• Mitchell D (2013) Tent cities: Interstitial spaces of survival.  In: Mubi Brighenti A (ed) Urban Interstices: The Aesthetics and Politics of the In-Between.  Farnham, UK: Ashgate, 65-85.
  • *Mitchell D (2018) From Boise to Budapest: Capital circulation, compound capitalist destruction, and the persistence of homelessness,” in Albet A and Benach, N (eds.), Gentrification as Global Strategy: Neil Smith and Beyond. London: Routledge, 99-111.
  • *Mitchell D (2017) People’s Park again: On the end and ends of public space.  Environment and Planning A 49: 503-518.
  • *Mitchell D, Attoh K, and Staeheli L (2013) Policing-centered community cohesion in two British cities.  In: Lippert R and Walby K (eds) Policing Cities: Urban Securitization and Regulation in a Twenty-First Century World.  New York: Routledge, 58-75.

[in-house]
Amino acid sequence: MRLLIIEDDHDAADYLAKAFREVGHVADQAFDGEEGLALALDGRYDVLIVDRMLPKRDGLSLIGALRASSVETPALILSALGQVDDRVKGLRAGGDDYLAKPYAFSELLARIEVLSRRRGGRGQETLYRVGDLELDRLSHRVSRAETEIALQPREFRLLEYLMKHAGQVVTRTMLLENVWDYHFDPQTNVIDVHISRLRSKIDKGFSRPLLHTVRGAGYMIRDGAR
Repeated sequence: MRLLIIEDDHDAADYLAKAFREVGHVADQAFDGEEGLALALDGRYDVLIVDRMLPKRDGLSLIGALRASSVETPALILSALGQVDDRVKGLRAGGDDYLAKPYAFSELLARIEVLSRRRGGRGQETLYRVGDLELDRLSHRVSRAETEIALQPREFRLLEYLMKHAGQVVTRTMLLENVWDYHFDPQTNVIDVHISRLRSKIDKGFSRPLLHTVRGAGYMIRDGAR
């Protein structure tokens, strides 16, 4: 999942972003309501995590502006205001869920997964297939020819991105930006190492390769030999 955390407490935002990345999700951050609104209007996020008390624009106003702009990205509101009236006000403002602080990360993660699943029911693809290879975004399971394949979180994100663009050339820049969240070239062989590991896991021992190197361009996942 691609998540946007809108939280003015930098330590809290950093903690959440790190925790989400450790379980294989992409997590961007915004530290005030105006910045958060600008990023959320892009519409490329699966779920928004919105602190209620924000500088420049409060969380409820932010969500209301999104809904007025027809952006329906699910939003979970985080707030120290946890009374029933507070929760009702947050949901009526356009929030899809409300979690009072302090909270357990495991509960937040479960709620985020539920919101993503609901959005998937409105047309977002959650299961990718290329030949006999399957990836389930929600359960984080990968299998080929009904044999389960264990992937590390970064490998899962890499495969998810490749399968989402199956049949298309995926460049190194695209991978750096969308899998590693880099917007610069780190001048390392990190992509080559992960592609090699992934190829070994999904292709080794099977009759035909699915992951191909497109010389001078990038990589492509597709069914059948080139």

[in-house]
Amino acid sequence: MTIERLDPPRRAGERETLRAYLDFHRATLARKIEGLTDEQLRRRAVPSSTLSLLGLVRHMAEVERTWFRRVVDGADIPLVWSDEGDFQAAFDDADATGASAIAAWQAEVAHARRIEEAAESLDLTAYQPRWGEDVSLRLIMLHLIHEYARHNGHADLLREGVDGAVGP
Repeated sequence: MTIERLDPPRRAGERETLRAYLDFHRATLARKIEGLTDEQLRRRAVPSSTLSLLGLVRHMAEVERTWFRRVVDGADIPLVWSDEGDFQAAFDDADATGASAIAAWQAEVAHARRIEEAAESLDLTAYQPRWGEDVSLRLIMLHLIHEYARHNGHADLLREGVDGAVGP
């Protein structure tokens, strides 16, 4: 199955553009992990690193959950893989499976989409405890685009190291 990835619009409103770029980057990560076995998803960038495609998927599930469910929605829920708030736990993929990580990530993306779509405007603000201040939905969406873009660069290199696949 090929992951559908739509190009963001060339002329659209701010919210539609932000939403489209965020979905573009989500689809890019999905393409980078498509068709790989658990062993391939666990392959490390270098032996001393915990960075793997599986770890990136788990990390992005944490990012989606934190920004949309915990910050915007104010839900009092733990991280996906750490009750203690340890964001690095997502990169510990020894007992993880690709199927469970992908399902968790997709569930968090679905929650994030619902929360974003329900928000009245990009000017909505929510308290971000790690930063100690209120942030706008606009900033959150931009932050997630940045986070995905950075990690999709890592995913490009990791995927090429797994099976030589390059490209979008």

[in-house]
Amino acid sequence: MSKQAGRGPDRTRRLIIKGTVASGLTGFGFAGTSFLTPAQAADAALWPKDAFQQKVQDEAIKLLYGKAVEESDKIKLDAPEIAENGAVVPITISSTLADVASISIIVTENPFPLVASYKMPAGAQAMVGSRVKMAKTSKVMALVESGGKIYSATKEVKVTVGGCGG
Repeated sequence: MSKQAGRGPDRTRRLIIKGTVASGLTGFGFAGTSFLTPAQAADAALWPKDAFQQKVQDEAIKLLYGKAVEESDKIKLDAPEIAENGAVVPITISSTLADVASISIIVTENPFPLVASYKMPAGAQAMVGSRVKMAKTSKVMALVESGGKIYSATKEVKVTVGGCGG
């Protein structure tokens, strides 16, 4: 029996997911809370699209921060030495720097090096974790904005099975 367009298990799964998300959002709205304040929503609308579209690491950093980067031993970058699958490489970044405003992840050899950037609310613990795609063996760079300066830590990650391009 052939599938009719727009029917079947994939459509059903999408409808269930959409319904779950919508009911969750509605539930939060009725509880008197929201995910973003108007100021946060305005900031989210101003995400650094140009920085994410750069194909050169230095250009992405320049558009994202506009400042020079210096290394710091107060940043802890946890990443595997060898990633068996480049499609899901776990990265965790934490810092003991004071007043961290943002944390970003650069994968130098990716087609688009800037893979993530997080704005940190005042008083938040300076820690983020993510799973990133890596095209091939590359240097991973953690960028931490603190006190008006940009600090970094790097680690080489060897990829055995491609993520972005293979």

• *Mitchell, D, Attoh, K, and Staeheli L (2016) “Broken Windows in Not the Panacea”: common sense, good sense, and police accountability in American cities, in Camp J and Heatherton C (eds) Policing the Planet: Why the Policing Crisis Led to Black Lives Matter. London: Verso, 237-257
  • Mitchell, D and Heynen, N (2009) The geography of survival and the right to the city: Speculations on surveillance, legal innovation, and the criminalization of intervention, Urban Geography 30: 611-632.
  • *Nichols W, Miller B, and Beaumont J (eds) (2013) Spaces of Contention: Spatialities and Social Movements. Aldershot, UK: Ashgate (Chapters to Be Determined)
  • Rannila P and Mitchell D (2016) “Syracuse, sidewalks, and snow: The slippery realities of public space,” Urban Geography 37: 1070-1090